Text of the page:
Something I have realized from minimalist blogs I have just started reading is that I actually don’t have as much personal stuff as many people have. I don’t wear make-up, have a lot of clothes, or own a lot of gadgets. My only downfall is my spinning hobby but I am getting there with that. I sort of feel like I am halfway there compared to a lot of people. My problem isn’t so much myself as it is the stuff given to my kids. I have so many issues with getting rid of things sent to my kids that are brand new. I come from a large family and because I live in a semi-remote area as a single mom on a low income people feel the need to send me vast quantities of stuff for my kids. I have had repeated discussions with people about this but they are fine with my choice of “deprivation” for myself but not for my kids. I don’t see a lot out there on that but I am getting through it in my own meandering way.

    • says

      Hi Rachel- I hear what you’re sayin’!

      Although I’m not a single mother… well, I’m not a mother at all, I’m am however a father who just had their first son celebrate his 1st Christmas and DAMN, the amount of stuff people gave to him is crazy!! I don’t think he’ll use half the stuff he was given, but it made the people who gave it very happy.

      We’re still trying to convey to everyone that if they want to gift something to him, try a CD, or money for his piggy bank he can use when he’s older. Sometimes it works and sometimes it doesn’t, because others still feel a simplistic lifestyle is forced deprivation (like you stated). We just roll with it and donate toys we feel he’ll never use, hopefully to families that truly need it.

      Sounds like you’re doing awesome though for being a single mother!


      • says

        The main problem I have is that because of where I live I pretty much have to throw the stuff out which really rubs me the wrong way. At this time of the year I drive 5 to 6 hours one way to get to a normal sized grocery store (which is also the nearest hospital, clothing store, dentist, hair stylist, drug store and anything else except basic groceries and a nursing station). No one in my town of 400 people wants the stuff either. Really it is best if it isn’t purchased in the first place. However, living where I do is also helpful in that I am not near stores. A lot of people have started buying clothes which is better. I hardly ever buy my kids clothes now.

        I also liked the comment above about how minimalism is different for everyone. I have a lot of food in my house and realized once I took out the stuff that I need to buy in bulk because of where I live I actually am doing well. This is just a recent realization but a bit of a relief.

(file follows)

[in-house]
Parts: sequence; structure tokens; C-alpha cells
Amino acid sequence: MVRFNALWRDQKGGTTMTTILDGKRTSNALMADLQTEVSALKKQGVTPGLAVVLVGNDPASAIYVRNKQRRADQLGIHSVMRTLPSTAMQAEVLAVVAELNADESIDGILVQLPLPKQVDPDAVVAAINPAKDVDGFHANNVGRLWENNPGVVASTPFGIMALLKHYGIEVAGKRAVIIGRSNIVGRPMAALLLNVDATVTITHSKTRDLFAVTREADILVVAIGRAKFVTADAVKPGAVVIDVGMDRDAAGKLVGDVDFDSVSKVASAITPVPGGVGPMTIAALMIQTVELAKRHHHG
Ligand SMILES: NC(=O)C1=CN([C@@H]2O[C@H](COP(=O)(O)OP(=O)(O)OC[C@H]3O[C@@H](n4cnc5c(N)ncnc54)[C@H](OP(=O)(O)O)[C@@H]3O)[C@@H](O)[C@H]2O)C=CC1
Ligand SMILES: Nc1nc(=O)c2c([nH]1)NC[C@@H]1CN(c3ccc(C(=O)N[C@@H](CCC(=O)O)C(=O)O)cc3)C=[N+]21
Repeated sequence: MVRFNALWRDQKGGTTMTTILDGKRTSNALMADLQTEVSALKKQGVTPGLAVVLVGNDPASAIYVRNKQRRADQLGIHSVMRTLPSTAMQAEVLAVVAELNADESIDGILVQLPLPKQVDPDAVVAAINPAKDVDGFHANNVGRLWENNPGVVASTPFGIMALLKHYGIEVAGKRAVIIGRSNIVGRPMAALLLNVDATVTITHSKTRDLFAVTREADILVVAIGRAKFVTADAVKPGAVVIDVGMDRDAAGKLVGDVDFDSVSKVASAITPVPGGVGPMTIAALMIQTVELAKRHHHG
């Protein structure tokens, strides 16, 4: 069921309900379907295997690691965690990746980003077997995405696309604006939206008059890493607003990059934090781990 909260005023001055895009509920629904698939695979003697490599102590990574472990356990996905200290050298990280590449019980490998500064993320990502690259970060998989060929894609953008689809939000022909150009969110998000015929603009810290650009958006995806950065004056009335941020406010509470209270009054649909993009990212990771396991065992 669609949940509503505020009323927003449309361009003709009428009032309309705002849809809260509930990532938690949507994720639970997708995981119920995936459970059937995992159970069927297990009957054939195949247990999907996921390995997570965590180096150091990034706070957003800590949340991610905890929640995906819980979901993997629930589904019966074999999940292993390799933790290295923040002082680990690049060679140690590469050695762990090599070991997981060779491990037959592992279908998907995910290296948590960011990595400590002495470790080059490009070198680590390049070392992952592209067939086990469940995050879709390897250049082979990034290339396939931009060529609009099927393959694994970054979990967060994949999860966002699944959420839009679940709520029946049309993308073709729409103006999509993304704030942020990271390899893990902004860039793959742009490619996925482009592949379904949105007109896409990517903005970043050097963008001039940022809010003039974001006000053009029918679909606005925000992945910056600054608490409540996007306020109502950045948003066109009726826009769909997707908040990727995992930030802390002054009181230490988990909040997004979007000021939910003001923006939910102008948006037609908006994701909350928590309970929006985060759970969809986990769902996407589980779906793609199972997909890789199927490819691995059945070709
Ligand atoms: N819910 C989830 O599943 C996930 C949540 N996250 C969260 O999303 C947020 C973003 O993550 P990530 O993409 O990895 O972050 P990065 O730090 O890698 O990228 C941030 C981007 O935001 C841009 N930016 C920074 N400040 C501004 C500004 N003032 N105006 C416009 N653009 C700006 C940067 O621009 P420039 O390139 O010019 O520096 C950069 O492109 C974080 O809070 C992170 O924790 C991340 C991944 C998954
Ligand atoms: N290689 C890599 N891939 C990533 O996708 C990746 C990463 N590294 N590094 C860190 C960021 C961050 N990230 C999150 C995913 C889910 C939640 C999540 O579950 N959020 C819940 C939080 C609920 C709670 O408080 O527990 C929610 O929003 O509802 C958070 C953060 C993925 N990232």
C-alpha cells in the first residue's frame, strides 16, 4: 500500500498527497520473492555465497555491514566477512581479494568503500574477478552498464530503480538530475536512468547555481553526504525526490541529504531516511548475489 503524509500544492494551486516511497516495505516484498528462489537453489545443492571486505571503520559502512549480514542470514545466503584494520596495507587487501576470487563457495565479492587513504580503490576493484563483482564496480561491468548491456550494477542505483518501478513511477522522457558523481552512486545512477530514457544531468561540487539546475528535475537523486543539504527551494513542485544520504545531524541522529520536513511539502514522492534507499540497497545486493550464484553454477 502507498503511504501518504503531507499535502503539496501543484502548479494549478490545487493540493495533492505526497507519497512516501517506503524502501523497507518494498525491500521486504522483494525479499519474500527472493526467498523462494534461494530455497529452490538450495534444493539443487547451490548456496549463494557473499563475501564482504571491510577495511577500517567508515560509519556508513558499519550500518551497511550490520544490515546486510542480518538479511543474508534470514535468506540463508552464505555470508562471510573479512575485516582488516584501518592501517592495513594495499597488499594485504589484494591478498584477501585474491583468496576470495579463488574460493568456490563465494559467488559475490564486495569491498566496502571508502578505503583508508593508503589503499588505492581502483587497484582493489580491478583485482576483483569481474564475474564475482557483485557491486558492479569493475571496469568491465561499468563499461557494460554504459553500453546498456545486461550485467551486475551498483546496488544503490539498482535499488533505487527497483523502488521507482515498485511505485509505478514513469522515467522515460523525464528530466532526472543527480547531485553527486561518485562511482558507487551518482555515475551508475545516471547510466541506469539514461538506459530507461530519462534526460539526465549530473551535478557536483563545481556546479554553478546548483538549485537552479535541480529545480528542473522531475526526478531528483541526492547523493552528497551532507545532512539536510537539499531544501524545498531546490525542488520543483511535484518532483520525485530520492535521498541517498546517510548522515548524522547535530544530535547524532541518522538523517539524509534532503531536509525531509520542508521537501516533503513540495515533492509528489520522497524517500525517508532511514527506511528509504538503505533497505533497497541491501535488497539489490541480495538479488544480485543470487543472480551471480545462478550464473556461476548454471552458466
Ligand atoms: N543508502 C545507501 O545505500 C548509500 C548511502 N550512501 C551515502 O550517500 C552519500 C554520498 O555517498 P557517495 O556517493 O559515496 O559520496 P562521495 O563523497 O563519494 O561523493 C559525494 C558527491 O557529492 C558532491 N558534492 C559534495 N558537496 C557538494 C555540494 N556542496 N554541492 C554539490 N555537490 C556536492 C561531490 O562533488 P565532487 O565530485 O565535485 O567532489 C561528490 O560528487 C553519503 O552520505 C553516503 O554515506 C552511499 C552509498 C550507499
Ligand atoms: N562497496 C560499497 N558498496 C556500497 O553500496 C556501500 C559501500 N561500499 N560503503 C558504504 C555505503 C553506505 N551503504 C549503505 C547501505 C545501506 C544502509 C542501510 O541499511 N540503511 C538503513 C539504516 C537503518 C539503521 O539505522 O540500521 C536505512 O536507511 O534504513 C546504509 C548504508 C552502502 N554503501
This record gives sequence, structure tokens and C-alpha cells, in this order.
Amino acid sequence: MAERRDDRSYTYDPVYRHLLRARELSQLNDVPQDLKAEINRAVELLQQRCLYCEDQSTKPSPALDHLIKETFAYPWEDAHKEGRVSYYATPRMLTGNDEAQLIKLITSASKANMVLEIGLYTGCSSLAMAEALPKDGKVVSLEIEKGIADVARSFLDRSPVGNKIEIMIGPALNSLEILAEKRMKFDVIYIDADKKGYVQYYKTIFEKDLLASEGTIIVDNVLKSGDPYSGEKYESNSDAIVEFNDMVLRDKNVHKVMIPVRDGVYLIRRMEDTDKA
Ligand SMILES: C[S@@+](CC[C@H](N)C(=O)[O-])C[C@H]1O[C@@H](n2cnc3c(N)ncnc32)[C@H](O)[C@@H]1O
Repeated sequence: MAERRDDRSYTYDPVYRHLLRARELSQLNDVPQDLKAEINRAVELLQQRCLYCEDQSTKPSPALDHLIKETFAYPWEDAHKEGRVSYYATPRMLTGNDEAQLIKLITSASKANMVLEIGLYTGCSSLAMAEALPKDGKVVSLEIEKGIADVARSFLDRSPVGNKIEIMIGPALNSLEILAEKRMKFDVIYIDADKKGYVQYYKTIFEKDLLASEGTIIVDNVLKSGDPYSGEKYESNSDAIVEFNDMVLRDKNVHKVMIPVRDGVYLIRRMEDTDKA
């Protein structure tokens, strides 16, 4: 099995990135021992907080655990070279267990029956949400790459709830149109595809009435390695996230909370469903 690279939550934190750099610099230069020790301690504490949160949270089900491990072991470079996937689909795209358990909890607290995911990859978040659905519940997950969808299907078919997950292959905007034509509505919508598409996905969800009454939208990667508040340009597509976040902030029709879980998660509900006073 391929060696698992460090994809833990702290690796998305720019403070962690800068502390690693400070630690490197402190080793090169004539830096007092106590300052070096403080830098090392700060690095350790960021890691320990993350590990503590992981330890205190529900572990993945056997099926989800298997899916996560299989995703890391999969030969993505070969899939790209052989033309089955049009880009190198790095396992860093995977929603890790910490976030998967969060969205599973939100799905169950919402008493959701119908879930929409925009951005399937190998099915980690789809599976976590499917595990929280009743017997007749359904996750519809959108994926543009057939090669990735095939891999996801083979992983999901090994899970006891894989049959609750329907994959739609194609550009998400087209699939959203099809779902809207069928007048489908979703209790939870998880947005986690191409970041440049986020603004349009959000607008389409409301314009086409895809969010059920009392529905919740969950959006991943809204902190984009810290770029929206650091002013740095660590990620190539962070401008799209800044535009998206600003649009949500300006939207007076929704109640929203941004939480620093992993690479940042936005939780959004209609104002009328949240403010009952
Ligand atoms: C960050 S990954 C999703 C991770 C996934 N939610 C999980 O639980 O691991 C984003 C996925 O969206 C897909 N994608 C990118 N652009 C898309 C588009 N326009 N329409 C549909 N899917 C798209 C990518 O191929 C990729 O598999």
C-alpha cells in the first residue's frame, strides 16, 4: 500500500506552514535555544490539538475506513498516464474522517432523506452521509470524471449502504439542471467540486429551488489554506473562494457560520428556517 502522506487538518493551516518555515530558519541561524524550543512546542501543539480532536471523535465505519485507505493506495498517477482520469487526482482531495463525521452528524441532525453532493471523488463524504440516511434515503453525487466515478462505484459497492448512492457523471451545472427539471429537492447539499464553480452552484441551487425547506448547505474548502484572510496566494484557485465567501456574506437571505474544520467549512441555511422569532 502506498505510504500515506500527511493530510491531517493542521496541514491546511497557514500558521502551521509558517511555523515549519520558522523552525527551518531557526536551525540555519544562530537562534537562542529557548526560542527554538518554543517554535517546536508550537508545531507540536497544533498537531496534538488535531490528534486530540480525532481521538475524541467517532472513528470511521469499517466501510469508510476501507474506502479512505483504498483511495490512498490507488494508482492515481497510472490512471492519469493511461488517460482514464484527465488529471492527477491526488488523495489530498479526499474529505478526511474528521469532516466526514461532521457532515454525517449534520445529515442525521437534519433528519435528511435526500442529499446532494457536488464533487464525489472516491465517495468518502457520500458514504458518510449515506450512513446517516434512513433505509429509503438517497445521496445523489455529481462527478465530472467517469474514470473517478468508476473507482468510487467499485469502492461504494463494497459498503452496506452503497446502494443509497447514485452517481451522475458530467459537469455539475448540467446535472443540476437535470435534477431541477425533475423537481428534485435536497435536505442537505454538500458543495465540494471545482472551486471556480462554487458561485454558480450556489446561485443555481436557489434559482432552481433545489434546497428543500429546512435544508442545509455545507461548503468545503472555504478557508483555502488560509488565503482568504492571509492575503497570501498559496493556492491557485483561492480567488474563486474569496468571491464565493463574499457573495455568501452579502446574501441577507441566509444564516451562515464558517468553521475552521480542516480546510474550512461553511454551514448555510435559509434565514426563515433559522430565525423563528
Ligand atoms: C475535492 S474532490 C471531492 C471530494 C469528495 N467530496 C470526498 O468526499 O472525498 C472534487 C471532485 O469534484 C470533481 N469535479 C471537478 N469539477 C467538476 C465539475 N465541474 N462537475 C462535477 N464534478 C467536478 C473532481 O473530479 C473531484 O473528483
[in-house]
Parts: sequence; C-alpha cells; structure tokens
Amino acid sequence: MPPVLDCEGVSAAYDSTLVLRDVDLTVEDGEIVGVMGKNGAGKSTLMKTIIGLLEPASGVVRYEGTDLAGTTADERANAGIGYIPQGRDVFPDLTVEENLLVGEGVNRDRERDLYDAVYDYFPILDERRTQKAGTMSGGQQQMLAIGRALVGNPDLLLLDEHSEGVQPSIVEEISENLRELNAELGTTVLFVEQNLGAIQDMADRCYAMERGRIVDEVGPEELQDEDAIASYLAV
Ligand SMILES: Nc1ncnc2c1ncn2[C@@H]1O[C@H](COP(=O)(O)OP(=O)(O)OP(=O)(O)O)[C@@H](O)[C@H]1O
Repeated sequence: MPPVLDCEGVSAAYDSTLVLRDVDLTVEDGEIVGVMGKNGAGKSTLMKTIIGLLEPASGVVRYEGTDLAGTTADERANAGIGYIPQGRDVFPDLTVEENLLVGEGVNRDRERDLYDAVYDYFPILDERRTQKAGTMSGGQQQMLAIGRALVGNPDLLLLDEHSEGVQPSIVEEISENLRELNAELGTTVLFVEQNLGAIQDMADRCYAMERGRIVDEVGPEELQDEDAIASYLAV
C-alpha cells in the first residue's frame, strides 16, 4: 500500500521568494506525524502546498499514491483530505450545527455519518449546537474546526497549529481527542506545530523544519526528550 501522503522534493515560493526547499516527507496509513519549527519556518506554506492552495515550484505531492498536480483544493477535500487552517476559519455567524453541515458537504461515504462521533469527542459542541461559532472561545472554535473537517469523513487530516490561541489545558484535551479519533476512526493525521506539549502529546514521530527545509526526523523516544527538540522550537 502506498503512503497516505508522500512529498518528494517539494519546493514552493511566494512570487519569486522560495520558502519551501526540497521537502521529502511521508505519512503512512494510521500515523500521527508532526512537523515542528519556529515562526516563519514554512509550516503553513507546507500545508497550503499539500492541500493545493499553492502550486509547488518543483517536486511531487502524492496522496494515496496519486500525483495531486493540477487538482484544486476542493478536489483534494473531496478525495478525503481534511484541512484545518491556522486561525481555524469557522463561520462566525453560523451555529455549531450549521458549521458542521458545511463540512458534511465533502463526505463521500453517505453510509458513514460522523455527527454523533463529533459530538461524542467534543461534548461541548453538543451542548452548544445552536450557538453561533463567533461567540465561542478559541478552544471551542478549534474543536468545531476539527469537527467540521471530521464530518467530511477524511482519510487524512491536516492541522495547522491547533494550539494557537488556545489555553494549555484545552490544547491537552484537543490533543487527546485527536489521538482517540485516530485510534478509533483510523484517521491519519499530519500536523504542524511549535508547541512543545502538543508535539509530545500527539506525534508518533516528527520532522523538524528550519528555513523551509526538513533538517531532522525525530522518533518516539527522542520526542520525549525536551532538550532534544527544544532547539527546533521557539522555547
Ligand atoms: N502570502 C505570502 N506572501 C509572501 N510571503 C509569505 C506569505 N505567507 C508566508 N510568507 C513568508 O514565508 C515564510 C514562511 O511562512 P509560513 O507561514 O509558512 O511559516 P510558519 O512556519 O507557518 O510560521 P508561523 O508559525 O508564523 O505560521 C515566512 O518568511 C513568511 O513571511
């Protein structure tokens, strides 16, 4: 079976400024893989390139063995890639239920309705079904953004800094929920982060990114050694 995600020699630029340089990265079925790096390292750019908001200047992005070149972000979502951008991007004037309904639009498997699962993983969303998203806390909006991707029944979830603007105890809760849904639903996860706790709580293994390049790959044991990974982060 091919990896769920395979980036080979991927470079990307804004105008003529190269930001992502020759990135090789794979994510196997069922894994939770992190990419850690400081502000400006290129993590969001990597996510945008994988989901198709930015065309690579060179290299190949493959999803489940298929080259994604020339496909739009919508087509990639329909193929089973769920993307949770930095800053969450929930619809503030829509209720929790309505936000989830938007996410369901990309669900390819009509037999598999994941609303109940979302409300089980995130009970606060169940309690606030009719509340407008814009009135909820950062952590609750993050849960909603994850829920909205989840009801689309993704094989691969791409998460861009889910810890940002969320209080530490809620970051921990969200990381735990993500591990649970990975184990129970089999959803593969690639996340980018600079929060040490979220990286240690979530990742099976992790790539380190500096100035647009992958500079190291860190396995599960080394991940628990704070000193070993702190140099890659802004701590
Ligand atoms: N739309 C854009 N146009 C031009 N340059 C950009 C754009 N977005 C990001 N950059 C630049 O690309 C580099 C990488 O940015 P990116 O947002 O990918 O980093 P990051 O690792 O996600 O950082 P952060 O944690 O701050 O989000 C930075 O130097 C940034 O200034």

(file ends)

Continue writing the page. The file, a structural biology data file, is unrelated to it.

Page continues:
15. says

    I’m new to the world of minimalism and I’m taking on Project 333 along with the 100 Thing Challenge. I figured I’d dive right in! I’m married and I’m not sure just yet if hubby will follow my lead. It’s wonderful to see the community rallying behind this lifestyle -it’s contagious and uplifting. Anyway, I’m off to minimizing – grab the dumpster because it’s about to go down! Thanks Courtney for the wonderful list of resources!

    • Courtney Carver says

      Wow Jenny, You are diving right in. Keep me posted on the challenges you face attempting both projects at once. Way to go!

  16. says

    Minimalism is definitely goin to come out now with so many recent publications about it popping up. This is good, because it will broaden the knowledge of the masses, and people who will truly benefit from it will indeed be inspired. Unfortunately this will also result in the “trendiness” of it. This article gives good examples and reasons to help people understand the basic purpose of minimalism and what to consider when choosing this lifestyle. Good job, Courtney!

    • Courtney Carver says

      Thanks Nada! Of course some will join because it’s trendy but so what? Maybe some will stick with it or tell others. Even if it’s only temporary for some, it will make a difference in the big picture.

  17. Brett says

    I wish someone would have said, “Cause nothing works like it’s supposed to, customer service sucks and I’m tired of fixing shit.” At least, that’s why it interests me.

  18. says

    I love Christiaan’s comment – “If you have no idea what your essentials are, you better not start with minimalism because you’d have no idea what to actually cut away” – because it very honestly gets to the heart of simplifying and minimalism, the core reasons why people embrace these kind of lifestyles.

    It’s so important to take the time you need to find out what IS most important to you, and then slowly, bravely, strip back everything that gets in the way of you fully enjoying and appreciating those most important elements. Then you can REALLY get focused.

    Great post for minimalists new and more experienced…

  19. says